In certain other embodiments, the compounds of the invention exist as tautomers. All tautomers are included within the scope of the compounds recited herein.

In certain other embodiments, compounds described herein are prepared as prodrugs. A“prodrug” is an agent converted into the parent drug in vivo. In certain other embodiments, upon in vivo administration, a prodrug is chemically converted to the biologically, pharmaceutically or therapeutically active form of the compound. In other embodiments, a prodrug is enzymatically metabolized by one or more steps or processes to the biologically, pharmaceutically or therapeutically active form of the compound.

In certain other embodiments, sites on, for example, the aromatic ring portion of compounds of the invention are susceptible to various metabolic reactions. Incorporation of appropriate substituents on the aromatic ring structures may reduce, minimize or eliminate this metabolic pathway. In certain other embodiments, the appropriate substituent to decrease or eliminate the susceptibility of the aromatic ring to metabolic reactions is, by way of example only, a deuterium, a halogen, or an alkyl group.

Compounds described herein also include isotopically-labeled compounds wherein one or more atoms is replaced by an atom having the same atomic number, but an atomic mass or mass number different from the atomic mass or mass number usually found in nature. Examples of isotopes suitable for inclusion in the compounds described herein include and are not limited to ¾ ¾ U C, 13 C, 14 C, 36 Cl, 18 F, 123 I, 125 I, 13 N, 15 N, 15 0, 17 0, 18 0, 32 P, and 35 S. In certain other embodiments, isotopically-labeled compounds are useful in drug and/or substrate tissue distribution studies. In other embodiments, substitution with heavier isotopes such as deuterium affords greater metabolic stability (for example, increased in vivo half-life or reduced dosage requirements). In yet other embodiments, substitution with positron emitting isotopes, such as C, F, O and N, is useful in Positron Emission Topography (PET) studies for examining substrate receptor occupancy. Isotopically-labeled compounds are prepared by any suitable method or by processes using an appropriate isotopically-labeled reagent in place of the non-labeled reagent otherwise employed.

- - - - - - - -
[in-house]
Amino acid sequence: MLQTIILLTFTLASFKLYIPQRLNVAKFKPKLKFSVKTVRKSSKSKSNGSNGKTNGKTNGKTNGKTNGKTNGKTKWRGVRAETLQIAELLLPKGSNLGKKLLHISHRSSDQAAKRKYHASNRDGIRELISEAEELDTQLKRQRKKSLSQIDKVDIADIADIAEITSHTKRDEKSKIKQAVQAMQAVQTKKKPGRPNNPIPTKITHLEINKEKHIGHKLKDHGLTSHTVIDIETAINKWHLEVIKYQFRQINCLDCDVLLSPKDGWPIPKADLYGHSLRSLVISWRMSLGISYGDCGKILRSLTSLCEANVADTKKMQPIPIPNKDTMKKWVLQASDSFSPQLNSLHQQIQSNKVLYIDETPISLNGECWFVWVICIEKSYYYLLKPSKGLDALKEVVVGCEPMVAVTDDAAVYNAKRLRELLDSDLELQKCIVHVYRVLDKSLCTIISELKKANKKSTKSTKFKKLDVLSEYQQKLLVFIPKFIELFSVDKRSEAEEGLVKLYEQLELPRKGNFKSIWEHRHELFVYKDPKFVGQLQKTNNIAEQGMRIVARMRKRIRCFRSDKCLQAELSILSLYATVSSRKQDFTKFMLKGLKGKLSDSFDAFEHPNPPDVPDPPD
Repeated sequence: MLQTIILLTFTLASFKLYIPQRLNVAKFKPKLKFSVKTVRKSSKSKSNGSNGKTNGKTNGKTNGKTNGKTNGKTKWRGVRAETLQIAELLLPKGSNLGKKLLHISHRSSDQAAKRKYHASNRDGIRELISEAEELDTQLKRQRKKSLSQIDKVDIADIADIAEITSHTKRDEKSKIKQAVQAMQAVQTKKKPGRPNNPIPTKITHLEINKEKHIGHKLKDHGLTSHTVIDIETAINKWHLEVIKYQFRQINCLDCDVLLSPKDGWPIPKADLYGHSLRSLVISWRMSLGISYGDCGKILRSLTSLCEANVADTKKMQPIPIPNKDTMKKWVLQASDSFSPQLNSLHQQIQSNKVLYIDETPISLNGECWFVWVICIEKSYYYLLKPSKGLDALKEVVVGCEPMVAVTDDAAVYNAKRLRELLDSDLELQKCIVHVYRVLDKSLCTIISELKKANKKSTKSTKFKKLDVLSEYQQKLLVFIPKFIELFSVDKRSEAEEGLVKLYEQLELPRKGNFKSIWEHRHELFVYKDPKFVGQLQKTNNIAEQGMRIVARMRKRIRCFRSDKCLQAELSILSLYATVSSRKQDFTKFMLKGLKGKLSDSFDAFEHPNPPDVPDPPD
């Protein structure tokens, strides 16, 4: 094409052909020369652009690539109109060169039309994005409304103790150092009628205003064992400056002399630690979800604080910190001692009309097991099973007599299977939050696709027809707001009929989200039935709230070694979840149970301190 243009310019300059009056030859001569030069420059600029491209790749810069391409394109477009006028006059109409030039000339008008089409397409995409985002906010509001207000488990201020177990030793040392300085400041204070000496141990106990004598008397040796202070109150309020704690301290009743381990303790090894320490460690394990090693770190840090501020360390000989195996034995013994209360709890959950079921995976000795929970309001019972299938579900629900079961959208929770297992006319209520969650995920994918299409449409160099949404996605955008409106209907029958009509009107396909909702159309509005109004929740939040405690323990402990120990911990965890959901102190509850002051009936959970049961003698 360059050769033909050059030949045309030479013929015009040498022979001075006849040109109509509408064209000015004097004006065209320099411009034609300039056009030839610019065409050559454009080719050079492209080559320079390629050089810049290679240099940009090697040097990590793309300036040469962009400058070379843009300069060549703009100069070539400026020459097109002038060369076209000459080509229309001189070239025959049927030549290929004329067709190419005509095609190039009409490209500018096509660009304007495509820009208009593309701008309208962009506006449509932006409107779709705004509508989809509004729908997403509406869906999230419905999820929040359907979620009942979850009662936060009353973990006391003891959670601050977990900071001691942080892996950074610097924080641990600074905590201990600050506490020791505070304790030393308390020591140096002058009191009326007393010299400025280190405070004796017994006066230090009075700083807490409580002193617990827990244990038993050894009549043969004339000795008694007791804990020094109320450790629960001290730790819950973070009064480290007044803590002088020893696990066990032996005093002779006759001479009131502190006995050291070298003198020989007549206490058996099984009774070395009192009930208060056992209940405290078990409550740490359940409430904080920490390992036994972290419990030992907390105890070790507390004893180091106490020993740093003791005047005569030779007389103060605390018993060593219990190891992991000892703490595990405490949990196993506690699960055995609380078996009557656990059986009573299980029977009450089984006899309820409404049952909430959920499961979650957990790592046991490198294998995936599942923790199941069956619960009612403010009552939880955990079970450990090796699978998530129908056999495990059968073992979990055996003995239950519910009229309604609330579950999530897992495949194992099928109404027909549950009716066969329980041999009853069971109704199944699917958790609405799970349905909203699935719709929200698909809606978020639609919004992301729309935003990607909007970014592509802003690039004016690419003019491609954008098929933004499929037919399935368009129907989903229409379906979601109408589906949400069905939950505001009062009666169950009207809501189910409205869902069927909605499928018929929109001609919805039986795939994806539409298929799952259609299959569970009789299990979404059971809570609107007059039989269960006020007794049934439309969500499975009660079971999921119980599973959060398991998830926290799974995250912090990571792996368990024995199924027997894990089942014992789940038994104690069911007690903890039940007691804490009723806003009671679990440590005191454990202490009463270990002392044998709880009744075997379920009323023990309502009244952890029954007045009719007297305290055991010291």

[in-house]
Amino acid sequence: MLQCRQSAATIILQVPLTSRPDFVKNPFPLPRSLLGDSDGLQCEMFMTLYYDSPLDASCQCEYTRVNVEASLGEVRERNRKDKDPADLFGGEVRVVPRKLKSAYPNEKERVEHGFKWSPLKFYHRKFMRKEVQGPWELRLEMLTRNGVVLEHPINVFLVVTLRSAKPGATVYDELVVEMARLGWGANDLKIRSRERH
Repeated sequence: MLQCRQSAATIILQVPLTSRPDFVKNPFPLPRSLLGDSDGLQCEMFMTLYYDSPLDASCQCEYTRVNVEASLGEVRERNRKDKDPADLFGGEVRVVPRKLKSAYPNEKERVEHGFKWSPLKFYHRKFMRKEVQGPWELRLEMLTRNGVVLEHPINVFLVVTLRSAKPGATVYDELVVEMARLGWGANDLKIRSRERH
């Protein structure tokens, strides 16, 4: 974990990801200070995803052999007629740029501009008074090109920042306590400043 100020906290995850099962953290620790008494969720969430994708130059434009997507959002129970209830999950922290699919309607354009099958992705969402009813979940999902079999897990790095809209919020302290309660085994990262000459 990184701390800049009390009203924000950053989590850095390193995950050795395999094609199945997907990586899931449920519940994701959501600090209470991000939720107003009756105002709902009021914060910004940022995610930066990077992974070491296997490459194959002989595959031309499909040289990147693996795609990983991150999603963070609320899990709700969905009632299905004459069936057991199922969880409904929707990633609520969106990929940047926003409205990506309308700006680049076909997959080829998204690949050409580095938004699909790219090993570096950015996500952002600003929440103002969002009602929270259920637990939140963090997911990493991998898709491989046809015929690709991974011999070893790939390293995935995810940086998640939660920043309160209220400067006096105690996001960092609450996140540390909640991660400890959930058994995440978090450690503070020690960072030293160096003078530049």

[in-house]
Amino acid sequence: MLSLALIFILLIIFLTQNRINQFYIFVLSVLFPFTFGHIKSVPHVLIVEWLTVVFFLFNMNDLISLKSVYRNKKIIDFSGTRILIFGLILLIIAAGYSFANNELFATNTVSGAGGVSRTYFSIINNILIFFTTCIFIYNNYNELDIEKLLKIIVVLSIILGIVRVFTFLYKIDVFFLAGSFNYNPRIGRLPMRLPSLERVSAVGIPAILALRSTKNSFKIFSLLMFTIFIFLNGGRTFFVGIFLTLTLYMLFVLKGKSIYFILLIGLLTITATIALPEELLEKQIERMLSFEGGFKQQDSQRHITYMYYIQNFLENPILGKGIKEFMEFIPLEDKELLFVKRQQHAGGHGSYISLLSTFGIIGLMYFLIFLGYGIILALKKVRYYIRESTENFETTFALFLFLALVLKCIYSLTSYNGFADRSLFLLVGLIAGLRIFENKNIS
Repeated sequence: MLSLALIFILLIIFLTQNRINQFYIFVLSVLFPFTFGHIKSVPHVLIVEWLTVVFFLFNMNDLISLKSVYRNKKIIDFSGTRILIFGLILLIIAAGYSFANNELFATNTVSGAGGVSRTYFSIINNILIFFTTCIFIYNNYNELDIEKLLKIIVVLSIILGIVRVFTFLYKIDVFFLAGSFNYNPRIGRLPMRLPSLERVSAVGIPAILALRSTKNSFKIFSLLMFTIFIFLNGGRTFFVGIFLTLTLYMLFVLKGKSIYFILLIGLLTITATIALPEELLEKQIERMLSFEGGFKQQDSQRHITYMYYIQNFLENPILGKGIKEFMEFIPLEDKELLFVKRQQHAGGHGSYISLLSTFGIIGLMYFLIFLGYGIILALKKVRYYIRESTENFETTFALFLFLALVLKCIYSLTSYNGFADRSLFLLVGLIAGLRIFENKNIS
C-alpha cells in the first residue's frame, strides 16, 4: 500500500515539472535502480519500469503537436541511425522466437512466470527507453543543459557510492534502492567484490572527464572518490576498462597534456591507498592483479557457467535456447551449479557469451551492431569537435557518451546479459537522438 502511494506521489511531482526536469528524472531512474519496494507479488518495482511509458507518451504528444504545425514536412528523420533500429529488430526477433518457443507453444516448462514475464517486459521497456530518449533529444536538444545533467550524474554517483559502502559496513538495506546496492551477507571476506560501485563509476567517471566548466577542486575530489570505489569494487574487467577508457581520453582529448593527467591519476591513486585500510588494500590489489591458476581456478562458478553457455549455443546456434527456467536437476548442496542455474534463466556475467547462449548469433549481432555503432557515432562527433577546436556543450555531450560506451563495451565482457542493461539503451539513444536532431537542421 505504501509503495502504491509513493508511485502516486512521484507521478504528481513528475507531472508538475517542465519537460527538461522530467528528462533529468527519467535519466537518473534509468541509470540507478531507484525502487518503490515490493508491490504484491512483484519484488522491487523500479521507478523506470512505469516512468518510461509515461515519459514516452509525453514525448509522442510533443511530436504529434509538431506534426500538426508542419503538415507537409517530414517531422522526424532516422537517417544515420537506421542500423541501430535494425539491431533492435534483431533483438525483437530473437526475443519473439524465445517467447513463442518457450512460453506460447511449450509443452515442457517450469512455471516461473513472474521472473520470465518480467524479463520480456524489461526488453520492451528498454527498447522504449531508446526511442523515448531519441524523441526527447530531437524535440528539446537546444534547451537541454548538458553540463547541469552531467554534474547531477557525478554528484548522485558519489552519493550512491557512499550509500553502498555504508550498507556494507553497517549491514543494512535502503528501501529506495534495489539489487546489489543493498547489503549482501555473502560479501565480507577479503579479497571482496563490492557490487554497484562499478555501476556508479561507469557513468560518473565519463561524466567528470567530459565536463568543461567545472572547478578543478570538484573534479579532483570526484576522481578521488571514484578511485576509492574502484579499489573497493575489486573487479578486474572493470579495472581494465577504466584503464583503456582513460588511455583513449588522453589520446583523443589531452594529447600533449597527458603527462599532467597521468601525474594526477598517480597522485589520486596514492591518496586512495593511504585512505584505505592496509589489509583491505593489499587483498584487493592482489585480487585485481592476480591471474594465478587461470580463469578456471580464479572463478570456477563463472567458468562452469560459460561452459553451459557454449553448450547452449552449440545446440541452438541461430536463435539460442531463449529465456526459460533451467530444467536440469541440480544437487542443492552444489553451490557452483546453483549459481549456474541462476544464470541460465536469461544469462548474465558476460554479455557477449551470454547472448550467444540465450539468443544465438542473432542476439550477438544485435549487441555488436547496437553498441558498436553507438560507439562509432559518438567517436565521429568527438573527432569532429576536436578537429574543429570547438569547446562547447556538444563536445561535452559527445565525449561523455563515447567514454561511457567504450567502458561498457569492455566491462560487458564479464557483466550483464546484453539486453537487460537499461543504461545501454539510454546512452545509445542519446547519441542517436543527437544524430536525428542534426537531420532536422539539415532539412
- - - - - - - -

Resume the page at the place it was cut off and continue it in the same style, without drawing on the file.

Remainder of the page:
In certain other embodiments, the compounds described herein are labeled by other means, including, but not limited to, the use of chromophores or fluorescent moieties, bioluminescent labels, or chemiluminescent labels.

The compounds described herein, and other related compounds having different substituents are synthesized using techniques and materials described herein and in the art. General methods for the preparation of compound as described herein are modified by the use of appropriate reagents and conditions, for the introduction of the various moieties found in the formula as provided herein.

Methods

The invention includes a method of preventing or treating ARDS in a subject in need thereof. In certain embodiments, the method comprises administering to the subject therapeutically effective amounts of at least one thyroid hormone and/or TR b-agonist. In other embodiments, the at least thyroid hormone is administered through a route selected from the group consisting of nasal, inhalational, intratracheal, intrapulmonary, intrabronchial, and inhalation. In yet other embodiments, the TR b-agonist is administered to the subject through a route selected from the group consisting of oral, parenteral, nasal, intravenous, subcutaneous, enteral, pulmonary, aerosol, ophthalmic, inhalational, intratracheal, intrabronchial, and topical.

In certain embodiments, the thyroid hormone comprises T3 hormone and/or T4 hormone. In other embodiments, the thyroid hormone is T3 hormone and/or T4 hormone.

In certain embodiments, the TR b-agonist comprises at least one selected from the group consisting of GC-l (2-(4-(4-hydroxy-3-isopropylbenzyl)-3,5-dimethylphenoxy) acetic acid), KB-2115 (3-[3,5-dibromo-4-(4-hydroxy-3-propan-2-ylphenoxy)anilino]-3 - oxopropanoic acid), KB-141 (({3,5-dichloro-4-[4-hydroxy-3-(propan-2-yl)phenoxy]phenyl} acetic acid), MB07811 ((4S)-4-(3-chlorophenyl)-2-[(3,5-dimethyl-4-(4-hydroxy-3- isopropylbenzyl)phenoxy)methyl]-2-oxido-[l,3,2]-dioxaphospho nane), MB07344 (3,5- dimethyl-4-(4’-hydroxy-3’-isopropylbenzyl)phenoxy methylphosphonic acid), MGL3196 (2- [3, 5-dichloro-4-[[l,6-dihydro-5-(l -methyl ethyl)-6-oxo-3-pyridazinyl]oxy]phenyl]-2, 3,4,5- tetrahydro-3,5-dioxo-l,2,4-triazine-6-carbonitrile), MGL3745 (Madrigal Pharmaceuticals, West Conshohocken, PA), VK2809 (4-(3-chlorophenyl)-2-((4-(4-hydroxy-3- isopropylbenzyl)-3,5-dimethylphenoxy)methyl)-l,3,2-dioxaphos phinane 2-oxide), VK0214 (Viking Therapeutics, San Diego, CA), or any salt, ester or solvate thereof.